Todays’ students are happy to use technology as part of the learning process.   However, teachers and parents are worried about the distraction effect of technology when students go ‘off topic’ and start browsing and exploring subjects not relevant to their current study.

Teachers do, however, understand the potential for technology to help create engaging snd challenging learning – and assessments.

So, teachers must learn (and indeed, many are learning) how to harness technology effectively to make learning active and productive.

Firstly, they insist on students using in-house technology devices rather than personal ones – with all the

student’s messaging apps.  This, of course, places a cost burden on schools to make sure sufficient technology is available.

The sense of loss felt by the students can be lessened by having short breaks during which students can access personal devices.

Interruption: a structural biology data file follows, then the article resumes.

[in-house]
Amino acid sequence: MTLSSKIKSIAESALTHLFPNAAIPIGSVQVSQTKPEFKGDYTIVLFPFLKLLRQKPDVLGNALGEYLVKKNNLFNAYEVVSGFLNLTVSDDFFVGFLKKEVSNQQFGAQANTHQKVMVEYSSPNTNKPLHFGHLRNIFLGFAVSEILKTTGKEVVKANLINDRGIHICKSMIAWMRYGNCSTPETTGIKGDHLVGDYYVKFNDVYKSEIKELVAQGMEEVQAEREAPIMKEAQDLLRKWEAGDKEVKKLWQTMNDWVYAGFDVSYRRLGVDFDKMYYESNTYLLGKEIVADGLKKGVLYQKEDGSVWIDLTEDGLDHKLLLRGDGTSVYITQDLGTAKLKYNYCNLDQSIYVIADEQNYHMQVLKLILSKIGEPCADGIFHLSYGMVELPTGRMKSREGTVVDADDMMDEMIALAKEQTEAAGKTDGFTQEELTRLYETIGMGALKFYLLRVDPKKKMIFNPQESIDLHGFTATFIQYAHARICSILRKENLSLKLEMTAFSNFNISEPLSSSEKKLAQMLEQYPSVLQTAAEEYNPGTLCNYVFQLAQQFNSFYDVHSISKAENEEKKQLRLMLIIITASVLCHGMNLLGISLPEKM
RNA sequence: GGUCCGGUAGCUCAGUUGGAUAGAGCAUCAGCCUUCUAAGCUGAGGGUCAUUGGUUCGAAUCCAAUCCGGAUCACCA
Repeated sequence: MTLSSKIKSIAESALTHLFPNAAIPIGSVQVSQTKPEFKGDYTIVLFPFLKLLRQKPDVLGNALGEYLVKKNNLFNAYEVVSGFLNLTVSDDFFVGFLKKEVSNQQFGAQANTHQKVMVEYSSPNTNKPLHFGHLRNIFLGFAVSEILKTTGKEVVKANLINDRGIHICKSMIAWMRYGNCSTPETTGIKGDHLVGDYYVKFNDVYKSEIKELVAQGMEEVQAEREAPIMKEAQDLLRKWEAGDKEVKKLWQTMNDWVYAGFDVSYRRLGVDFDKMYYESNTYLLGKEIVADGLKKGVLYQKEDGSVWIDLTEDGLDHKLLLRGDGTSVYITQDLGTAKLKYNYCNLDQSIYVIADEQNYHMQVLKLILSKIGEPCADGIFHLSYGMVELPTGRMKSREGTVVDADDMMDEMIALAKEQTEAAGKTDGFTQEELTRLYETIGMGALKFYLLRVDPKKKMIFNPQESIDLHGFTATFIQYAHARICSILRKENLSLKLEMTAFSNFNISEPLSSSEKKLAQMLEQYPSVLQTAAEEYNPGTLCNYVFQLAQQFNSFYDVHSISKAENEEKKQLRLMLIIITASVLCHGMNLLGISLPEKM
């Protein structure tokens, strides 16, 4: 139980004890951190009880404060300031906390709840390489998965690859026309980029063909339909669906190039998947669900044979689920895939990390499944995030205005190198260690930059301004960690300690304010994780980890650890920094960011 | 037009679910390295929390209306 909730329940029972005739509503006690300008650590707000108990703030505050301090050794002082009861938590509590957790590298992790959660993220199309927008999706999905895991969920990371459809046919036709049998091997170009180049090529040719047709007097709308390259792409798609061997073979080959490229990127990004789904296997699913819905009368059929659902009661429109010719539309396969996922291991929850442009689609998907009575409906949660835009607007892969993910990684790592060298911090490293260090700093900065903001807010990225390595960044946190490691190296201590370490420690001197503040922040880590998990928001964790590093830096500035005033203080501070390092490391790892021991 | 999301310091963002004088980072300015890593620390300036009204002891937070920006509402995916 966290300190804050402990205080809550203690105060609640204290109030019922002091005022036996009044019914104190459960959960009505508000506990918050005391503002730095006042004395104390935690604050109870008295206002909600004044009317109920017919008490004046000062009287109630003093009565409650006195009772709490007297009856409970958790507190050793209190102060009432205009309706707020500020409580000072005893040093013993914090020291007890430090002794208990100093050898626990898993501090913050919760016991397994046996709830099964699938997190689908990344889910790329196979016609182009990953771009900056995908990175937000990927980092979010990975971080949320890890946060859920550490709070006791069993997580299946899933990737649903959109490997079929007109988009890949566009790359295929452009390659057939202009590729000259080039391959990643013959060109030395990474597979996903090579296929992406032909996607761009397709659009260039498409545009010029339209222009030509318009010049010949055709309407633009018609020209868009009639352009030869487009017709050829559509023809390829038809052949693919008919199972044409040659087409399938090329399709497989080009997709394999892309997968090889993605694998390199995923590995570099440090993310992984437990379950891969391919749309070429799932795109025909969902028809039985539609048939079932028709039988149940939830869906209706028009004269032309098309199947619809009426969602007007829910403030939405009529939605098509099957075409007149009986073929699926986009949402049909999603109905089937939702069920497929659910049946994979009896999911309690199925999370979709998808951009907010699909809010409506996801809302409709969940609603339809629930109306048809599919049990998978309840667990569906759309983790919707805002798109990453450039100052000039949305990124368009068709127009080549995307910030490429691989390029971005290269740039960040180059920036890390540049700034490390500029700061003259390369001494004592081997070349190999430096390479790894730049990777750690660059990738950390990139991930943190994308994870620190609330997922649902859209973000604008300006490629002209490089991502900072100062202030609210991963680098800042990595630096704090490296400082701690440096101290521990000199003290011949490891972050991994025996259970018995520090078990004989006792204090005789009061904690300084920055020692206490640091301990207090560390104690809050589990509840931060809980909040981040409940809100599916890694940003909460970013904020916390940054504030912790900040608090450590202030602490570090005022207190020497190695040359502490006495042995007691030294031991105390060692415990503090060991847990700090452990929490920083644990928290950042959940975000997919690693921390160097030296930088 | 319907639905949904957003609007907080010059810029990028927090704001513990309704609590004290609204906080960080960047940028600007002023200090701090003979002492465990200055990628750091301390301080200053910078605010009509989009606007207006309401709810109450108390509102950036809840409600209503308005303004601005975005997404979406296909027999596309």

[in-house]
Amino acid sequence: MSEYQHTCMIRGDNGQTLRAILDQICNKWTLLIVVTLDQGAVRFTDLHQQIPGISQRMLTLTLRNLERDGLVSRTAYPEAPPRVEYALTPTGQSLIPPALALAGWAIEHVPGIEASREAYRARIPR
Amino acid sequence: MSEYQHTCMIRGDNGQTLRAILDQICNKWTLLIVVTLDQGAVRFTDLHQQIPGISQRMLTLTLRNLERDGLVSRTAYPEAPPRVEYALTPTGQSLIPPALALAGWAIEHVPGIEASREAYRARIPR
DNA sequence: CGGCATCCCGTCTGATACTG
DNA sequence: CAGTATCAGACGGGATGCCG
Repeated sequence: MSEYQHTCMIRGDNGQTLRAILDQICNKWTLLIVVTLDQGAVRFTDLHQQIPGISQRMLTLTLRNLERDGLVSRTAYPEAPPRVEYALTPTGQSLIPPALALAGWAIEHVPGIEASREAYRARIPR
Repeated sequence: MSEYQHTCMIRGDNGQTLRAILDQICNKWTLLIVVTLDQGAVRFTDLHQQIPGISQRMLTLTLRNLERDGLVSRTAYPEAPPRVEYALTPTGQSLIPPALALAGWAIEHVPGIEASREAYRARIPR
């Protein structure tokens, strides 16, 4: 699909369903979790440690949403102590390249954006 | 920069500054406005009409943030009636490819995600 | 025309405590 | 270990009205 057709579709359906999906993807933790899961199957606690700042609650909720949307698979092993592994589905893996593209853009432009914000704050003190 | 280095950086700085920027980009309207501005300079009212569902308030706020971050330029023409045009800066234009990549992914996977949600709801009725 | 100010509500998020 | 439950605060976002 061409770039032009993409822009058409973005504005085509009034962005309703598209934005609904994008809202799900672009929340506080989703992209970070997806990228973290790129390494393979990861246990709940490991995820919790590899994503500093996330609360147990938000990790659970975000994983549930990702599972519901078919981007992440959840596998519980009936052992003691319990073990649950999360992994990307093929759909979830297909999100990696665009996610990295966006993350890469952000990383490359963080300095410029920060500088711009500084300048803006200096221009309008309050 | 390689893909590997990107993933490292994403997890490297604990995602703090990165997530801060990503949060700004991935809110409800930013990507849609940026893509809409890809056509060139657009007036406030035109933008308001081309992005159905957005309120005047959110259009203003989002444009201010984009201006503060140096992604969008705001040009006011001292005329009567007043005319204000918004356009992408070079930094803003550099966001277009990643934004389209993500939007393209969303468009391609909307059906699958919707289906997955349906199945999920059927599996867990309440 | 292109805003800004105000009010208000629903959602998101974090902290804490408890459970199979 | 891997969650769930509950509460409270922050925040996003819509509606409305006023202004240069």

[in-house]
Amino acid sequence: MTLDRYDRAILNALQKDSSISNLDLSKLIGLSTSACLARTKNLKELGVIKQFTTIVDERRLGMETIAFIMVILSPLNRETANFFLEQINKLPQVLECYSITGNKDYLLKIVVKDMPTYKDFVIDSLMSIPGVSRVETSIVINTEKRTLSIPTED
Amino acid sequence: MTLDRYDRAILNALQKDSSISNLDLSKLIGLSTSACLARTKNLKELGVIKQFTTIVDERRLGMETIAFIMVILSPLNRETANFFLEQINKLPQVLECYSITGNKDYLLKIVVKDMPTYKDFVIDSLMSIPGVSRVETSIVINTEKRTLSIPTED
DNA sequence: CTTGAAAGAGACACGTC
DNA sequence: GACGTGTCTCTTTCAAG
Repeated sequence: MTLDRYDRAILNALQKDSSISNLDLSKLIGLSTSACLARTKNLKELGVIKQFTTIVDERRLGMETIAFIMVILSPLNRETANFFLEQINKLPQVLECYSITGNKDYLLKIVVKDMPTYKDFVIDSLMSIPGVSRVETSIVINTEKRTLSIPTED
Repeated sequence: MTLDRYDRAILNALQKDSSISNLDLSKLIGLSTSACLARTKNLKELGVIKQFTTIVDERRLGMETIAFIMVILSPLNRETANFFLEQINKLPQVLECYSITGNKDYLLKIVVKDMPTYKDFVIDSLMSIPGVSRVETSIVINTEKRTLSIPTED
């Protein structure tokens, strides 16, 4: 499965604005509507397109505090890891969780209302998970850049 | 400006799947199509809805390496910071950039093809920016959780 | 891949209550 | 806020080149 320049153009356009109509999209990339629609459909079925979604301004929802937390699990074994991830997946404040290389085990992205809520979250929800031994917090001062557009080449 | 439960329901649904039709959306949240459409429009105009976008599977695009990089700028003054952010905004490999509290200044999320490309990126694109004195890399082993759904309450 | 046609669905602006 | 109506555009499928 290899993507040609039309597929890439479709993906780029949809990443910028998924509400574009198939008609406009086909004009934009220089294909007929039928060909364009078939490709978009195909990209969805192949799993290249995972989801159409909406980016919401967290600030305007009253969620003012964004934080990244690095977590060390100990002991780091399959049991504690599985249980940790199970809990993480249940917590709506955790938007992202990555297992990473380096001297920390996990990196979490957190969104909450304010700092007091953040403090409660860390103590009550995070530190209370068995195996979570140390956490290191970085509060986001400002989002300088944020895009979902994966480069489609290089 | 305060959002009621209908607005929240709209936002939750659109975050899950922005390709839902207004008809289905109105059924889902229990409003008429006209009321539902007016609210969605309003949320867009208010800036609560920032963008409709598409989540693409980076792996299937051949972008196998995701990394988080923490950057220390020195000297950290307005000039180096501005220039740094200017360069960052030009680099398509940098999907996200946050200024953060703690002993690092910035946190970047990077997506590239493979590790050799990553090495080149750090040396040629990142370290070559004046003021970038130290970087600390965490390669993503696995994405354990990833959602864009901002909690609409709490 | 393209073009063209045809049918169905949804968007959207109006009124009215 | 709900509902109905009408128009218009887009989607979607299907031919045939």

Increasingly academic app developers are introducing apps that exclude certain activities – so that, for example, students are locked into the app unless the app permits the students to go elsewhere – such as to a controlled browser which might ban access to certain websites and services.

Perhaps most important, if teaching staff design engaging learning materials with attractive interfaces requiring student attention and interaction, the students has less need for external distractions.

If group discussion is built in to online lessons – so that students can communicate ‘on topic’ with classmates, students retain a sense of involvement and connection with fellow students – but know that their messages, queries and posts may be recorded  or ‘policed’ by a teacher with master software that can interrogate their screens.

Sp, not surprisingly, and in fact, reassuringly, effective and productive online learning depends on good learning design which recognises and deals with the possible negative issues surrounding modern technology.

All it takes is tech-savvy teachers who understand modern technology – and modern students.